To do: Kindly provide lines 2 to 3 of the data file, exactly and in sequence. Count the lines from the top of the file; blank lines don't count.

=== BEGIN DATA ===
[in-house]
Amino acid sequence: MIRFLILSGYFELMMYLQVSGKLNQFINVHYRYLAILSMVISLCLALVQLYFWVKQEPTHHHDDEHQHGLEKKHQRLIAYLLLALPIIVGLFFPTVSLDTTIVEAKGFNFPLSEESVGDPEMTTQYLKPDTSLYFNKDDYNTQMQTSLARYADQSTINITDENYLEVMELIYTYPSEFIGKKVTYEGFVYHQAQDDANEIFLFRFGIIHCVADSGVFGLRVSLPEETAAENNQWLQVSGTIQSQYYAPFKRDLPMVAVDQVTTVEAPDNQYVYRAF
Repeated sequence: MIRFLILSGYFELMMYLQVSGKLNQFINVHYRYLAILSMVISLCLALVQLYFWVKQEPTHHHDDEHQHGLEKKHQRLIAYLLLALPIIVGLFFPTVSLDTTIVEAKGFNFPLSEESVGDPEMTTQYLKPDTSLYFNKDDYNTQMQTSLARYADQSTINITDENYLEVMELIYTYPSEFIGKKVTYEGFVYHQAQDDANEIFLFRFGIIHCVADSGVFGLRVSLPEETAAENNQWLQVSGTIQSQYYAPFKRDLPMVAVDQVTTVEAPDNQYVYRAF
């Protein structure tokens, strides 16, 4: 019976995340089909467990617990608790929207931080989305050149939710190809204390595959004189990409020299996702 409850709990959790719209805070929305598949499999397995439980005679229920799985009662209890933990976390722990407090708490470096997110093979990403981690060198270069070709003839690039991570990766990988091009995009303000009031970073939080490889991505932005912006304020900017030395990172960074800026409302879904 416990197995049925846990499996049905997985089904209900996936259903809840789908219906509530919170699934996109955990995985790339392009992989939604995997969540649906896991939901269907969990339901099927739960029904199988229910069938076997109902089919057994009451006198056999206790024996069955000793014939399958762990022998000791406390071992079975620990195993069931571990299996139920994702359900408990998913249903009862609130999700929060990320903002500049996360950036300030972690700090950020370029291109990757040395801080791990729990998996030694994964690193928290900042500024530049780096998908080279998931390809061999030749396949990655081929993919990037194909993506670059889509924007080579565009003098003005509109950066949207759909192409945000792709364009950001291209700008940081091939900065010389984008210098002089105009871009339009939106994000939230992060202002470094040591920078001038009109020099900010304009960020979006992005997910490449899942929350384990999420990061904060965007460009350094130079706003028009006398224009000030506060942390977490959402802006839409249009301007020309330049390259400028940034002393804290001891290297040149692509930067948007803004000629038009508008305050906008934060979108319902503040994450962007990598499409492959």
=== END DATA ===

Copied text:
Amino acid sequence: MIRFLILSGYFELMMYLQVSGKLNQFINVHYRYLAILSMVISLCLALVQLYFWVKQEPTHHHDDEHQHGLEKKHQRLIAYLLLALPIIVGLFFPTVSLDTTIVEAKGFNFPLSEESVGDPEMTTQYLKPDTSLYFNKDDYNTQMQTSLARYADQSTINITDENYLEVMELIYTYPSEFIGKKVTYEGFVYHQAQDDANEIFLFRFGIIHCVADSGVFGLRVSLPEETAAENNQWLQVSGTIQSQYYAPFKRDLPMVAVDQVTTVEAPDNQYVYRAF
Repeated sequence: MIRFLILSGYFELMMYLQVSGKLNQFINVHYRYLAILSMVISLCLALVQLYFWVKQEPTHHHDDEHQHGLEKKHQRLIAYLLLALPIIVGLFFPTVSLDTTIVEAKGFNFPLSEESVGDPEMTTQYLKPDTSLYFNKDDYNTQMQTSLARYADQSTINITDENYLEVMELIYTYPSEFIGKKVTYEGFVYHQAQDDANEIFLFRFGIIHCVADSGVFGLRVSLPEETAAENNQWLQVSGTIQSQYYAPFKRDLPMVAVDQVTTVEAPDNQYVYRAF